Satb2 determines miRNA expression and long-term memory in the adult central nervous system

Academic Article

Abstract

  • © Jaitner et al. SATB2 is a risk locus for schizophrenia and encodes a DNA-binding protein that regulates higher-order chromatin configuration. In the adult brain Satb2 is almost exclusively expressed in pyramidal neurons of two brain regions important for memory formation, the cerebral cortex and the CA1-hippocampal field. Here we show that Satb2 is required for key hippocampal functions since deletion of Satb2 from the adult mouse forebrain prevents the stabilization of synaptic long-term potentiation and markedly impairs long-term fear and object discrimination memory. At the molecular level, we find that synaptic activity and BDNF up-regulate Satb2, which itself binds to the promoters of coding and non-coding genes. Satb2 controls the hippocampal levels of a large cohort of miRNAs, many of which are implicated in synaptic plasticity and memory formation. Together, our findings demonstrate that Satb2 is critically involved in long-term plasticity processes in the adult forebrain that underlie the consolidation and stabilization of context-linked memory.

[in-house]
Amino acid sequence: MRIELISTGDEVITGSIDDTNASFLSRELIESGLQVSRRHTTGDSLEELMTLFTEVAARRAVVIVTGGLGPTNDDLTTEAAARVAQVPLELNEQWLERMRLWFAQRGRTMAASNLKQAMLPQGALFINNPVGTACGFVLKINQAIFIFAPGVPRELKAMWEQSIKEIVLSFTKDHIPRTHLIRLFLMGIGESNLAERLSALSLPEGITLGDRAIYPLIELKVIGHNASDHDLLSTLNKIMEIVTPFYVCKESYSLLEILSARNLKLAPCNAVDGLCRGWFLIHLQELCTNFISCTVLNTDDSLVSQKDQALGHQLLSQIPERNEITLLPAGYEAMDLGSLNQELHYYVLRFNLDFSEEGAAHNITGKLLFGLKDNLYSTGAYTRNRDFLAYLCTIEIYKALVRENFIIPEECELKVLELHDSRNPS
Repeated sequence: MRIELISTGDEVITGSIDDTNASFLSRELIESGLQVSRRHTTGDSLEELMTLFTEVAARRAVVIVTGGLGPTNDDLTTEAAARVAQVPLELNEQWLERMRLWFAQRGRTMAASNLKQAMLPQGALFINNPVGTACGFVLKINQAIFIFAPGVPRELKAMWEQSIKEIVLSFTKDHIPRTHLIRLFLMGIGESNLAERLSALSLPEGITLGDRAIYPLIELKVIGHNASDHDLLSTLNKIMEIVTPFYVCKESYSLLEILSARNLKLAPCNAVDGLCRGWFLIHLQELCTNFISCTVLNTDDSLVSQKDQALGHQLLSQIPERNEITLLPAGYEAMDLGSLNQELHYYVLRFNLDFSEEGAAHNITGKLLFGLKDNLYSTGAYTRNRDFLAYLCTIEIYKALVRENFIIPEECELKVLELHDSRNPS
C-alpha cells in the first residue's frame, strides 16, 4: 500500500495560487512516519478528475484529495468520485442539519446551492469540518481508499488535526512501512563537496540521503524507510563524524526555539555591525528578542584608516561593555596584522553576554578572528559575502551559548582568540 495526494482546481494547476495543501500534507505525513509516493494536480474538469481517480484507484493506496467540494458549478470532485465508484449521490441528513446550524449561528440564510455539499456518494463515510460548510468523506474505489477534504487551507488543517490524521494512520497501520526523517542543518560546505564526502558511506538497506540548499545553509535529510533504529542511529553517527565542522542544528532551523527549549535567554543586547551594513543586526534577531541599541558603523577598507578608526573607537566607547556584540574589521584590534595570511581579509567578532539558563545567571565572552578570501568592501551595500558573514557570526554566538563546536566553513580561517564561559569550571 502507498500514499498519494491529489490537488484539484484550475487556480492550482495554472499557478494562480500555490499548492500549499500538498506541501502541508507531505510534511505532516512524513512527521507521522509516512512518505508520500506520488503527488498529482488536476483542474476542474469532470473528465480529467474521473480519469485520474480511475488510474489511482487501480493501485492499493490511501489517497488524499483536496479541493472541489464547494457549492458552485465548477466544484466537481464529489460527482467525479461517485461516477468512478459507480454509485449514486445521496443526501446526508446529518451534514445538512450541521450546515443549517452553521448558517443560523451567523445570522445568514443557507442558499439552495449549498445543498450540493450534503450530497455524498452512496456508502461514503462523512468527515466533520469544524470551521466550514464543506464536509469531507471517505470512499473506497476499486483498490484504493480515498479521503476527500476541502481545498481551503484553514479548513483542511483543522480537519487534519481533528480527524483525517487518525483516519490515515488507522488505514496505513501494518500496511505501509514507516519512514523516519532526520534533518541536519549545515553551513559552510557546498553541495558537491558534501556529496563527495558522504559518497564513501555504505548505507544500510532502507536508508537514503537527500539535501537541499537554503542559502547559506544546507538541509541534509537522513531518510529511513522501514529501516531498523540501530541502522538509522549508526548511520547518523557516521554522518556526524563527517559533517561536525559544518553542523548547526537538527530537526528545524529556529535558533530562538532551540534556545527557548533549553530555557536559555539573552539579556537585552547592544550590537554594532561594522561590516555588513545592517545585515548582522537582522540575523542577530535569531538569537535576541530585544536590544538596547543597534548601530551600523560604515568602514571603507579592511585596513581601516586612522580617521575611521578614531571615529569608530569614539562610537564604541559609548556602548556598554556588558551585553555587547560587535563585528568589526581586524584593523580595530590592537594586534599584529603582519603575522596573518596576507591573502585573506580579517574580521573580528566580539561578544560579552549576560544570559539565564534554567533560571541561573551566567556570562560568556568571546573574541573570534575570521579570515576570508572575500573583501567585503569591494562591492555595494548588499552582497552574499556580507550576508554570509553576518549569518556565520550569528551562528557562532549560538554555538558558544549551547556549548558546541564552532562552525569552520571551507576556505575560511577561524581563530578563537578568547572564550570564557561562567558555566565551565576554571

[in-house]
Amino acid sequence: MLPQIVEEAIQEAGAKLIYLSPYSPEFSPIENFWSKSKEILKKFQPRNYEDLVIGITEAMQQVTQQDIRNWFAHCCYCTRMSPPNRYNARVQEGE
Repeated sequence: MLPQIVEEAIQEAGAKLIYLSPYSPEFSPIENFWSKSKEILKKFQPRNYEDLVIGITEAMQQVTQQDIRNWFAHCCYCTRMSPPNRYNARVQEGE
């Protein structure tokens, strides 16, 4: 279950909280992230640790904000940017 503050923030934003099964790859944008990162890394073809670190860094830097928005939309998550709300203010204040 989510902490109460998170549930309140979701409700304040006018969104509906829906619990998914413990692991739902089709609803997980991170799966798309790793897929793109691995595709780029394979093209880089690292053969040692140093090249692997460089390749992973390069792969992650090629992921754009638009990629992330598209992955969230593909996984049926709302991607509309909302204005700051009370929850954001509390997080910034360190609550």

• Authors

    Digital Object Identifier (doi)

    Author List

  • Jaitner C; Reddy C; Abentung A; Whittle N; Rieder D; Delekate A; Korte M; Jain G; Fischer A; Sananbenesi F
  • Volume

  • 5
  • Issue

  • November2016